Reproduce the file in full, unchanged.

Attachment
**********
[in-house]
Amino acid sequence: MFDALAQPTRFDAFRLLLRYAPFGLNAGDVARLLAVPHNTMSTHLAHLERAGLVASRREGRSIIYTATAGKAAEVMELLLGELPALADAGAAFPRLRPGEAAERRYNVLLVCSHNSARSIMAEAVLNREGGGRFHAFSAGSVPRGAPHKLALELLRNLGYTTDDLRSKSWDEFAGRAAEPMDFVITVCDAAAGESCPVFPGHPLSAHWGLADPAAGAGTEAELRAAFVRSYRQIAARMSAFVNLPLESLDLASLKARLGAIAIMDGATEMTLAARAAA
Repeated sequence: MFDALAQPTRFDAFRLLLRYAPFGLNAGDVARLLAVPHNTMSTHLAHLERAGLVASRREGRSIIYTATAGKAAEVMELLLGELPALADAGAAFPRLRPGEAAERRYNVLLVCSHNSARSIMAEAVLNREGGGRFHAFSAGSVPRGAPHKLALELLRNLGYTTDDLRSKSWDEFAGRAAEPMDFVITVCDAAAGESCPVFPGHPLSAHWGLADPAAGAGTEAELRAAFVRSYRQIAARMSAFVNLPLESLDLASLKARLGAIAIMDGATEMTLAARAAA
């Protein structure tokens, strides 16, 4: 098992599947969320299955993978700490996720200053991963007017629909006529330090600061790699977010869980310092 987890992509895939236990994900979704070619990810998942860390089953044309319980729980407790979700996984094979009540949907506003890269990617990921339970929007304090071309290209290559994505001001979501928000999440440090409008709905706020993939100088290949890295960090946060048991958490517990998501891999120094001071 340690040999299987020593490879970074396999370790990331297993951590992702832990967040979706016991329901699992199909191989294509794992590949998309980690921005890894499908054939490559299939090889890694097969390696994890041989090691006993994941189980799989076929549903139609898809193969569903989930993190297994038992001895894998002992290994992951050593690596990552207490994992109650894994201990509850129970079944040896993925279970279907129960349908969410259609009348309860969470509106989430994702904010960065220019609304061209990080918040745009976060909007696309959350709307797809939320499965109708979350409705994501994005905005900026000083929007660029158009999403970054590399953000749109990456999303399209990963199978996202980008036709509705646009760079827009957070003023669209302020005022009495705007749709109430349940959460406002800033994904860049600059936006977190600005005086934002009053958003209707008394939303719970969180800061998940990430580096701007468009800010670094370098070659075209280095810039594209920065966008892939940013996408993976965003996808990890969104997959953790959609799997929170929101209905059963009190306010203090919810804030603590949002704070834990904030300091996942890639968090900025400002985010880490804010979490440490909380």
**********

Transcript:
[in-house]
Amino acid sequence: MFDALAQPTRFDAFRLLLRYAPFGLNAGDVARLLAVPHNTMSTHLAHLERAGLVASRREGRSIIYTATAGKAAEVMELLLGELPALADAGAAFPRLRPGEAAERRYNVLLVCSHNSARSIMAEAVLNREGGGRFHAFSAGSVPRGAPHKLALELLRNLGYTTDDLRSKSWDEFAGRAAEPMDFVITVCDAAAGESCPVFPGHPLSAHWGLADPAAGAGTEAELRAAFVRSYRQIAARMSAFVNLPLESLDLASLKARLGAIAIMDGATEMTLAARAAA
Repeated sequence: MFDALAQPTRFDAFRLLLRYAPFGLNAGDVARLLAVPHNTMSTHLAHLERAGLVASRREGRSIIYTATAGKAAEVMELLLGELPALADAGAAFPRLRPGEAAERRYNVLLVCSHNSARSIMAEAVLNREGGGRFHAFSAGSVPRGAPHKLALELLRNLGYTTDDLRSKSWDEFAGRAAEPMDFVITVCDAAAGESCPVFPGHPLSAHWGLADPAAGAGTEAELRAAFVRSYRQIAARMSAFVNLPLESLDLASLKARLGAIAIMDGATEMTLAARAAA
């Protein structure tokens, strides 16, 4: 098992599947969320299955993978700490996720200053991963007017629909006529330090600061790699977010869980310092 987890992509895939236990994900979704070619990810998942860390089953044309319980729980407790979700996984094979009540949907506003890269990617990921339970929007304090071309290209290559994505001001979501928000999440440090409008709905706020993939100088290949890295960090946060048991958490517990998501891999120094001071 340690040999299987020593490879970074396999370790990331297993951590992702832990967040979706016991329901699992199909191989294509794992590949998309980690921005890894499908054939490559299939090889890694097969390696994890041989090691006993994941189980799989076929549903139609898809193969569903989930993190297994038992001895894998002992290994992951050593690596990552207490994992109650894994201990509850129970079944040896993925279970279907129960349908969410259609009348309860969470509106989430994702904010960065220019609304061209990080918040745009976060909007696309959350709307797809939320499965109708979350409705994501994005905005900026000083929007660029158009999403970054590399953000749109990456999303399209990963199978996202980008036709509705646009760079827009957070003023669209302020005022009495705007749709109430349940959460406002800033994904860049600059936006977190600005005086934002009053958003209707008394939303719970969180800061998940990430580096701007468009800010670094370098070659075209280095810039594209920065966008892939940013996408993976965003996808990890969104997959953790959609799997929170929101209905059963009190306010203090919810804030603590949002704070834990904030300091996942890639968090900025400002985010880490804010979490440490909380």